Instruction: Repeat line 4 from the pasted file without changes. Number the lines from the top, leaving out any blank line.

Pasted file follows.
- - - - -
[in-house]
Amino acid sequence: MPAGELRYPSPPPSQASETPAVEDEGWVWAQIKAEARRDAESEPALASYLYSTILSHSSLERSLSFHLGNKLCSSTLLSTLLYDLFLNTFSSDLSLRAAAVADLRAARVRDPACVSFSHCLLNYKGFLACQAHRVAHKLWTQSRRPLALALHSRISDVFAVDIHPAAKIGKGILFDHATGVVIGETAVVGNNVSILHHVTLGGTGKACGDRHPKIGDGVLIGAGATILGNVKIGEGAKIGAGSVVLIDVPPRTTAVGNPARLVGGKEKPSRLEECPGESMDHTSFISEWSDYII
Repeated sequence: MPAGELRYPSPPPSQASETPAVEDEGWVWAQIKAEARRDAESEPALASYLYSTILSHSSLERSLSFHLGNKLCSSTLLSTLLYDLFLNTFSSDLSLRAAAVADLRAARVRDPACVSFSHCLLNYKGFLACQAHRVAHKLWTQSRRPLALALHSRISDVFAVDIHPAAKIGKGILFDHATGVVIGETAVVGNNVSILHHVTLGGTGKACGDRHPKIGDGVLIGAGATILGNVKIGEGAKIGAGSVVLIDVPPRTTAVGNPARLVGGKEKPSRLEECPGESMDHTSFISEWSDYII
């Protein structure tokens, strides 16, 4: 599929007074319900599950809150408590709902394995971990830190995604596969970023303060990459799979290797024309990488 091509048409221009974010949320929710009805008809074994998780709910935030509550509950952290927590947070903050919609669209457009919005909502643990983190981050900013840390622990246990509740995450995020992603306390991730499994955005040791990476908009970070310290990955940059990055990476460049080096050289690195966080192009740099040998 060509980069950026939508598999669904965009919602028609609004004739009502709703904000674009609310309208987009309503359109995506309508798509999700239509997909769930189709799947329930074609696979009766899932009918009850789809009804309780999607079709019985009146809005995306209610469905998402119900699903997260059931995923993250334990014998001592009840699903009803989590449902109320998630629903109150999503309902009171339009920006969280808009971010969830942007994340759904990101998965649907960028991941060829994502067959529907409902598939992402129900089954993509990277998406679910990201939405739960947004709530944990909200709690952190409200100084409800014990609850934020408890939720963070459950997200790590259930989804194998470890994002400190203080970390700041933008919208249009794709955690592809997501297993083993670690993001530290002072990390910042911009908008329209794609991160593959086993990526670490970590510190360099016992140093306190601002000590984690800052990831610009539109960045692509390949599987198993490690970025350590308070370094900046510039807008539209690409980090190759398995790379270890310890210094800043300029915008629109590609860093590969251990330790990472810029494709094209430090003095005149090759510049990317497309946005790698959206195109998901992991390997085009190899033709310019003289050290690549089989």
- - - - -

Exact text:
């Protein structure tokens, strides 16, 4: 599929007074319900599950809150408590709902394995971990830190995604596969970023303060990459799979290797024309990488 091509048409221009974010949320929710009805008809074994998780709910935030509550509950952290927590947070903050919609669209457009919005909502643990983190981050900013840390622990246990509740995450995020992603306390991730499994955005040791990476908009970070310290990955940059990055990476460049080096050289690195966080192009740099040998 060509980069950026939508598999669904965009919602028609609004004739009502709703904000674009609310309208987009309503359109995506309508798509999700239509997909769930189709799947329930074609696979009766899932009918009850789809009804309780999607079709019985009146809005995306209610469905998402119900699903997260059931995923993250334990014998001592009840699903009803989590449902109320998630629903109150999503309902009171339009920006969280808009971010969830942007994340759904990101998965649907960028991941060829994502067959529907409902598939992402129900089954993509990277998406679910990201939405739960947004709530944990909200709690952190409200100084409800014990609850934020408890939720963070459950997200790590259930989804194998470890994002400190203080970390700041933008919208249009794709955690592809997501297993083993670690993001530290002072990390910042911009908008329209794609991160593959086993990526670490970590510190360099016992140093306190601002000590984690800052990831610009539109960045692509390949599987198993490690970025350590308070370094900046510039807008539209690409980090190759398995790379270890310890210094800043300029915008629109590609860093590969251990330790990472810029494709094209430090003095005149090759510049990317497309946005790698959206195109998901992991390997085009190899033709310019003289050290690549089989």